City wants the OMB decision on the ADI Lakeshore and Martha development to be reviewed.

News 100 blueBy Pepper Parr

March 12th, 2018



How does that line go? It ain’t over until the fat lady sings; there is considerable debate as to who actually coined the phrase.

The Ontario Municipal Board decision to allow the construction of the 26 storey tower at Martha and Lakeshore has moved into another round of legal arguments – the City has asked the Executive Chair of the Ontario Municipal Board (OMB) to review the decision using what is called a Section 43 review request.

Bruce Krushelnicki

Center – Bruce Krushelnicki former Director of Planning for Burlington.

The Executive Chair of the OMB is Bruce Krushelnicki, who is the former Director of Planning for the city of Burlington. The failure of the city to file a response to the development application back in 2015 took place while Krushelnicki was the Planning Director

The OMB released a decision on February 13 regarding these development applications that allows 26 storeys.


Will the Nautique ever get built?

Under Section 43 of the Ontario Municipal Act, a review may be requested so the Board may “rehear any application before deciding it or may review, rescind, change, alter or vary any decision, approval or order made by it.”

Among the reasons cited by the city for requesting a review of the decision are:

• The Board failed to properly consider the planning hierarchy set up in the Urban Growth Centre by City Council when the Board approved the height and density at 374 and 380 Martha St.

• The Board did not consider that the city’s Official Plan allocated height and density at different levels with the Urban Growth Centre, with the greatest growth directed to the Wellington Square and Old Lakeshore Road areas. As a result, the tallest building in the city, 26 storeys, is on a site designated for significantly lower levels of height and density.

The city is asking the Executive Chair to grant the city’s review request and to dismiss the appeals related to 374 and 380 Martha St.

If that does not happen, the city requests an order directing a rehearing of the appeals or changes to the Board decision to reduce the height and density allowed on the site.

It is certainly not over.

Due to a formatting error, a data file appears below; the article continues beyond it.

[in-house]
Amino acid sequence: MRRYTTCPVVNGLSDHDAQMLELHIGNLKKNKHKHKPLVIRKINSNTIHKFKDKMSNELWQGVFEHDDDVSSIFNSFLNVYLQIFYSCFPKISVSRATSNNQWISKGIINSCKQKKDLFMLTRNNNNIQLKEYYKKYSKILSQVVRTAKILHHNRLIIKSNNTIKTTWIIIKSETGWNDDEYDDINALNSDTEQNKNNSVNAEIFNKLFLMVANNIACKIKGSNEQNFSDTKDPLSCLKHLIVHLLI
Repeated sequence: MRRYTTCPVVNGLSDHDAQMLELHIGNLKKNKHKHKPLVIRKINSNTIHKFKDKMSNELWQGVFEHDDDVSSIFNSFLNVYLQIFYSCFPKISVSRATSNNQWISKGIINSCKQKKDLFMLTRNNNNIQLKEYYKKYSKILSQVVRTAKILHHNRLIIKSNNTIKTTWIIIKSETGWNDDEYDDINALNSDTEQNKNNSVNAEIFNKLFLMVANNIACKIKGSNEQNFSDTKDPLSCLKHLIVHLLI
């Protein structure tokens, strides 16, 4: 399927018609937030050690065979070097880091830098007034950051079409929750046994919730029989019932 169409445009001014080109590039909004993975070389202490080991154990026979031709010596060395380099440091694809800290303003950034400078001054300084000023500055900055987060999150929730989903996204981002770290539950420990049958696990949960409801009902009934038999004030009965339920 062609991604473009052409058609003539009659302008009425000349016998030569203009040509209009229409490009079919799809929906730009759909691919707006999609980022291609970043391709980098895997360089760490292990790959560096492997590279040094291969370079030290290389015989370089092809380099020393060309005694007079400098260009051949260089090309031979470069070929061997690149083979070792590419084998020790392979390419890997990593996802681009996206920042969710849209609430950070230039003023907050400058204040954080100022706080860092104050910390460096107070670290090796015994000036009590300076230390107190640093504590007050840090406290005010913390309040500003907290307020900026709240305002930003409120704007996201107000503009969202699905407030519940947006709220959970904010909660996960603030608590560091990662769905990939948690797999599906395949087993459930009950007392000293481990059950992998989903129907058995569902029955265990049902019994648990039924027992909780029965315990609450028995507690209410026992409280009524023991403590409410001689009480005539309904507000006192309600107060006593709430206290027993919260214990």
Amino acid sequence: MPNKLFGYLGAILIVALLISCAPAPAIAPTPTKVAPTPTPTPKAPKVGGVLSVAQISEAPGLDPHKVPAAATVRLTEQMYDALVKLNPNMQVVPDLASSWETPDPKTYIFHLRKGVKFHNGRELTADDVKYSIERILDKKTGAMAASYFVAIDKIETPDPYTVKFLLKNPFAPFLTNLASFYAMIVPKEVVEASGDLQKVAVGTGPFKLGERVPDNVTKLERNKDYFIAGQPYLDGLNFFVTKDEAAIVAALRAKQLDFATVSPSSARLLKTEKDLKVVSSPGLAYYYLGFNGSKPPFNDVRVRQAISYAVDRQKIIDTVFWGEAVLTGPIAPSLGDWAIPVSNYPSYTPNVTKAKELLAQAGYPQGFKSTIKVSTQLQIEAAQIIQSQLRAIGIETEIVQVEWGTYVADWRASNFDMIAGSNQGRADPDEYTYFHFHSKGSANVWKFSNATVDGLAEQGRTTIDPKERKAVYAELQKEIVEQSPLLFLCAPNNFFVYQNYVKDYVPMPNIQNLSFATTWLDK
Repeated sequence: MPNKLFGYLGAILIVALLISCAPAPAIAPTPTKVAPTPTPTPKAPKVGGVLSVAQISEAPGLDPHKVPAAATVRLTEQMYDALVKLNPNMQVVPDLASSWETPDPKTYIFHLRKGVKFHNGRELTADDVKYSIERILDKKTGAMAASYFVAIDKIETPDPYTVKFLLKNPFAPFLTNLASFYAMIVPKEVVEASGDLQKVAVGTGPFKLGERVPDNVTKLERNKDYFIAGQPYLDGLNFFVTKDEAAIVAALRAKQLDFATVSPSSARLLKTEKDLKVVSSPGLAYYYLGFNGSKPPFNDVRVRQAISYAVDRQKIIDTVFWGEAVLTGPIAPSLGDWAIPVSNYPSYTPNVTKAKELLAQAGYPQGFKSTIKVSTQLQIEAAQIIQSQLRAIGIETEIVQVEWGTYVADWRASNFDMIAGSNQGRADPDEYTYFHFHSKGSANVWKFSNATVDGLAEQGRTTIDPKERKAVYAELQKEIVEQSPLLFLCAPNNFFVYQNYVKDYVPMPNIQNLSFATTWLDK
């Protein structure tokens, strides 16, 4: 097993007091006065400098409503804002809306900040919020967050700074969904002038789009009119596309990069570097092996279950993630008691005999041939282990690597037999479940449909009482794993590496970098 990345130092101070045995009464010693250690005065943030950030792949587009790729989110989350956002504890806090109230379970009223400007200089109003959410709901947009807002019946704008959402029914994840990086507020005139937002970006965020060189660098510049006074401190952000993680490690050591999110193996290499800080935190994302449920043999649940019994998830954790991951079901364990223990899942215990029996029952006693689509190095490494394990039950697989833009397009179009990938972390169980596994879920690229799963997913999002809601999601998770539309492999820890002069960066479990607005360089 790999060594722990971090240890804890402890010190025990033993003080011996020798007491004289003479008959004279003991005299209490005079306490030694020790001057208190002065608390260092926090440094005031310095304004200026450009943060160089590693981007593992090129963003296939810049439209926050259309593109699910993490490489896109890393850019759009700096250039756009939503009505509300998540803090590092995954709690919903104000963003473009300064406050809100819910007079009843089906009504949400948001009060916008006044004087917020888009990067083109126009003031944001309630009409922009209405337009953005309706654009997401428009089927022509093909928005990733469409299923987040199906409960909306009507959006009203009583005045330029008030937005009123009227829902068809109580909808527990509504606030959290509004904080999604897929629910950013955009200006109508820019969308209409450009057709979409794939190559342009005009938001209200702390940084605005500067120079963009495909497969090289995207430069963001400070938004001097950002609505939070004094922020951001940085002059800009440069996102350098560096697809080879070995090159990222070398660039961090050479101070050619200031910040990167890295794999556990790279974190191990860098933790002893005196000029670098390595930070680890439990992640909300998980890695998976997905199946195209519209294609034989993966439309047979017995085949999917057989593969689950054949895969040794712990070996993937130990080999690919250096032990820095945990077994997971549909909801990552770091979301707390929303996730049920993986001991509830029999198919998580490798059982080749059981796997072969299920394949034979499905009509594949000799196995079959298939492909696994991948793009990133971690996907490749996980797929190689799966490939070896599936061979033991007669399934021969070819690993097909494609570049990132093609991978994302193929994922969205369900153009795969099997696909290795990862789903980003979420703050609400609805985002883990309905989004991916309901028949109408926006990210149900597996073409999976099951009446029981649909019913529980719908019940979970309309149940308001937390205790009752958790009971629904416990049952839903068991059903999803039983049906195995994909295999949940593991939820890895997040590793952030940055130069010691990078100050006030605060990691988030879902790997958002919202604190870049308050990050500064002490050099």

The Gazette will review the letter (it is eight pages long) that was sent to Krushelnicki and het back to you on the details.

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2 comments to City wants the OMB decision on the ADI Lakeshore and Martha development to be reviewed.

  • Alexandra Koster

    This is an absolute waste of Burlington taxpayer’s money. The lawyers involved in the hearings in July showed a complete lack of experience in these types of proceedings. The city actually tried to strike a deal with the developer at the end of the July proceedings, demonstrating a weak performance and show of desperation in front of the OMB. This was utterly a classless act by The City of Burlington. In my opinion, the city lost their chance of any type of request being approved, right then and there. I was not surprised when I received my letter from the OMB last month that the approval was for 26 stories. I was expecting 22.
    The city is supporting a 23-story building to be constructed right across from City Hall, dead center in the heart of downtown Burlington. This development is away from the core of downtown and on the far east side of downtown. This appeal and argument is not for the greater good of Burlington nor its residents. This is an embarrassment and in my opinion, incredibly unprofessional. Start focusing on other projects and developing the proper infrastructure around the city to help improve the inevitable. STOP wasting our money on appeals and START doing something constructive with our tax dollars.

  • D.Duck

    Bruce Krushelnicki being the former Director of Planning for the city of Burlington and currently the Executive Chair of the OMB should have recused himself in any and all matters related to the City of Burlington’s Official Plan.

    Editor’s note: The request has to be sent to the Executive Chair who then determines if he has a conflict and if he does he takes the appropriate steps. He hasn’t taken on the task personally.